I understood the right hon. Gentleman to say that all existing rifles are bad, that none of them are fit for war, but that ours are less bad than those of other countries. If he can maintain that position I will make him a present of it. He went on to deprecate what he called that passion for self-depreciation which he thinks is affecting not only the Opposition but the British nation as a whole. I do not think that anyone will suggest that the right hon. Gentleman is himself suffering from that particular complaint. I think that in the exuberance, I might almost say the fanaticism, of his optimism, he surpasses even his official chief. Having made that protest, I feel compelled to neglect the advice which has been addressed by the right hon. Gentleman and others who have spoken in that sense. While I have no hesitation whatever in expressing the real admiration which I feel for the industry, enthusiasm, and the amazing ingenuity of the Secretary of State for War, I have none the less a deep-rooted and very strongly increasing disbelief in the main lines of his military policy. He has had six years in which to develop it, and during that period he has-been almost immune from criticism; he has been almost the spoiled darling of politics as far as party warfare is concerned, and yet while he has had those chances I venture to assert that recent events have proved that the scheme with which his name and reputation are inseparably bound up and his system are entirely unsuited to the most vital and most likely emergency which this country may be called upon to face.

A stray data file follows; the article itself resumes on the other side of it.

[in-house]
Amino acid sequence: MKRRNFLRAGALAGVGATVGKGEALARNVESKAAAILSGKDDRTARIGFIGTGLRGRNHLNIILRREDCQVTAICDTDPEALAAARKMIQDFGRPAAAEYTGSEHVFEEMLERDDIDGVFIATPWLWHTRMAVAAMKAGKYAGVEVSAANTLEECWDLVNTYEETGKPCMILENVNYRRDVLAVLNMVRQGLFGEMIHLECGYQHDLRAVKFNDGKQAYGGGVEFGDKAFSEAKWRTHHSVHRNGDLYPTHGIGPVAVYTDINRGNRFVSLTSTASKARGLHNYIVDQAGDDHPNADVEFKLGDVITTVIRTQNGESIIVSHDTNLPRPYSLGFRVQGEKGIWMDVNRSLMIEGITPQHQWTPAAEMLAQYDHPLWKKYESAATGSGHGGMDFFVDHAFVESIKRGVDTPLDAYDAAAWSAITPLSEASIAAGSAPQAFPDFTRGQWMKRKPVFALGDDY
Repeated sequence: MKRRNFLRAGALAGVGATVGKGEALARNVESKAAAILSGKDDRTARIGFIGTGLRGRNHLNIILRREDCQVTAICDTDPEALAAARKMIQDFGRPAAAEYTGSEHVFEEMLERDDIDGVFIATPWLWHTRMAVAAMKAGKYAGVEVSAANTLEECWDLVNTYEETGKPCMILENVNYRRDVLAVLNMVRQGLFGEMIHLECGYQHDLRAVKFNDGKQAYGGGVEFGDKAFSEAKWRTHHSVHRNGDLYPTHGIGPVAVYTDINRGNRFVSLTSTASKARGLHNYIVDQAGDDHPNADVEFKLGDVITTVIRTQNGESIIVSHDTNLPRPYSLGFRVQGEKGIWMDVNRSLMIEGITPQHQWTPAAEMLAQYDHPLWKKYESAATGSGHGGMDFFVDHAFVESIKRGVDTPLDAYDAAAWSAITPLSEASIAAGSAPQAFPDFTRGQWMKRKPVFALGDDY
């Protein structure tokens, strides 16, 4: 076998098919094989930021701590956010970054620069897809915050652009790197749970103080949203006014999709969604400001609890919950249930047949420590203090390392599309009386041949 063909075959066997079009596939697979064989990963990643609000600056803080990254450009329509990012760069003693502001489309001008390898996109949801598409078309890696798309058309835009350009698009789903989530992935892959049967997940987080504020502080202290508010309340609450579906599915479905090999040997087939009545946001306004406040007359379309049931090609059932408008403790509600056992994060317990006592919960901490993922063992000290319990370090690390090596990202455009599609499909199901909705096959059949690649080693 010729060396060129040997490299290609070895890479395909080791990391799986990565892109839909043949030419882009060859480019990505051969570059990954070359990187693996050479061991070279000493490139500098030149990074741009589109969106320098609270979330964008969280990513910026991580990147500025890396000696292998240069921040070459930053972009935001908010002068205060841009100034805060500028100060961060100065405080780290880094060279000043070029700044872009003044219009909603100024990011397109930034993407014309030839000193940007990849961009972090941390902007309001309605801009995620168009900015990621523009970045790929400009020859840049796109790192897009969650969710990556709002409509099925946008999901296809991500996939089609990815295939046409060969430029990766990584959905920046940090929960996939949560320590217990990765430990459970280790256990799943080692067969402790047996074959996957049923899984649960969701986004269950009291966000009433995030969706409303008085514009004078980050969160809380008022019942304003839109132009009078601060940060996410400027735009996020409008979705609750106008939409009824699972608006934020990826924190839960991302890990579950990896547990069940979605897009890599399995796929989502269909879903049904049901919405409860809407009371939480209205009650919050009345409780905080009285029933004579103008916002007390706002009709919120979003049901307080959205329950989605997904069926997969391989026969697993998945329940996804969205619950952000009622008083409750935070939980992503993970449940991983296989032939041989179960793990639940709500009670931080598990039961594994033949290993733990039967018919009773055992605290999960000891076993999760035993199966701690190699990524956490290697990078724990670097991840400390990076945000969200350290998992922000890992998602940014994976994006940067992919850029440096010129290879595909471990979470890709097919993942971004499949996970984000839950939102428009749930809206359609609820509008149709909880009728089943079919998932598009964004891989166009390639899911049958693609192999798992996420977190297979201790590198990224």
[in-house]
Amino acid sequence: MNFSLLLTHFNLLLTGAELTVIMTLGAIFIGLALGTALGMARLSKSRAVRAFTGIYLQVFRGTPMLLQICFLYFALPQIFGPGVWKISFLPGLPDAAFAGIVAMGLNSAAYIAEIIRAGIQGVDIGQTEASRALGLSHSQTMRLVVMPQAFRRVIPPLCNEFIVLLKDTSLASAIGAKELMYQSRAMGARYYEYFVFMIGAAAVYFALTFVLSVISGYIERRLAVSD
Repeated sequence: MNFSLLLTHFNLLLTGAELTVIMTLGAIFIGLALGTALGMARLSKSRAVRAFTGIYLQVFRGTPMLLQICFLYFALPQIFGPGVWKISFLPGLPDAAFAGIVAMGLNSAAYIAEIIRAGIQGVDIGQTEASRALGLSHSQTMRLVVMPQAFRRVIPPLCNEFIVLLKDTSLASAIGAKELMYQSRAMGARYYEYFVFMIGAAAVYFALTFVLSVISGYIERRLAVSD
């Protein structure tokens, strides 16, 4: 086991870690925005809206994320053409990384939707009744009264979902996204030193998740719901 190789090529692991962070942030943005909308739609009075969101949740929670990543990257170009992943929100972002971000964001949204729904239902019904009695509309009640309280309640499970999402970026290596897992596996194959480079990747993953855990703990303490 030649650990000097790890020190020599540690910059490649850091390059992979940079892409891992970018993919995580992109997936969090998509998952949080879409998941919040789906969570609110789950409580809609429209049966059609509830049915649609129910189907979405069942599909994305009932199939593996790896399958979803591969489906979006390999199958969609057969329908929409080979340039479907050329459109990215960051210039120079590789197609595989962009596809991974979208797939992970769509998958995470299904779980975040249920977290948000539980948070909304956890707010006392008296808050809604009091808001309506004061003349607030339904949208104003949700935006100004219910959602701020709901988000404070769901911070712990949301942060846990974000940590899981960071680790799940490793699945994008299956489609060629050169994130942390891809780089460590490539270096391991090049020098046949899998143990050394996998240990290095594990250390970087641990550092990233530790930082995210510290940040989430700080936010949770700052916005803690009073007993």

The Secretary of State for War has not recognised that the situation has completely changed during the last few years, and that the military system which was admirably suited in ways for what I may call our ordinary Colonial wars, which was suited even for such an unusual emergency as the South African war, is entirely unsuited for the sort of European emergency which we have to consider at the present time, and which I am afraid we may have to confront in the future. The former kind of war, what I may call the 397 Colonial war, is very seldom absolutely vital. But a great European emergency, if it comes at all—and it is not likely perhaps to come more than once—will come like a bolt from the blue, and will be a matter of life and death. The whole problem which our military experts and advisers should be considering is the problem which has completely changed during the last few years, and I see no signs whatever in the right hon. Gentleman's policy to show that he is adapting our military system to the altered conditions. Consider for a moment what is the situation in which we may be placed, a situation with which many think we were actually faced in the course of the past summer. It is not necessary to enter into delicate international questions, but it was possible—without going into that—that our first line, our Expeditionary Force, consisting of six divisions of Infantry and a Cavalry division, 160,000 men, all Regulars, might have been called upon to start immediately for the Continent in the course of last summer. When I say immediately, I do not mean at a time when our second line has been sufficiently trained and has been made ready, and when it would be considered safe for the first line to leave. By immediately, I mean that it would have to leave so quickly as to have to be on the scene of action ready to fight within three weeks. I do not believe that I have overstated the case when I state that unless our Expeditionary Force was ready to do that, so far as emergencies are concerned, it would be practically useless and it would be better for it not to start at all.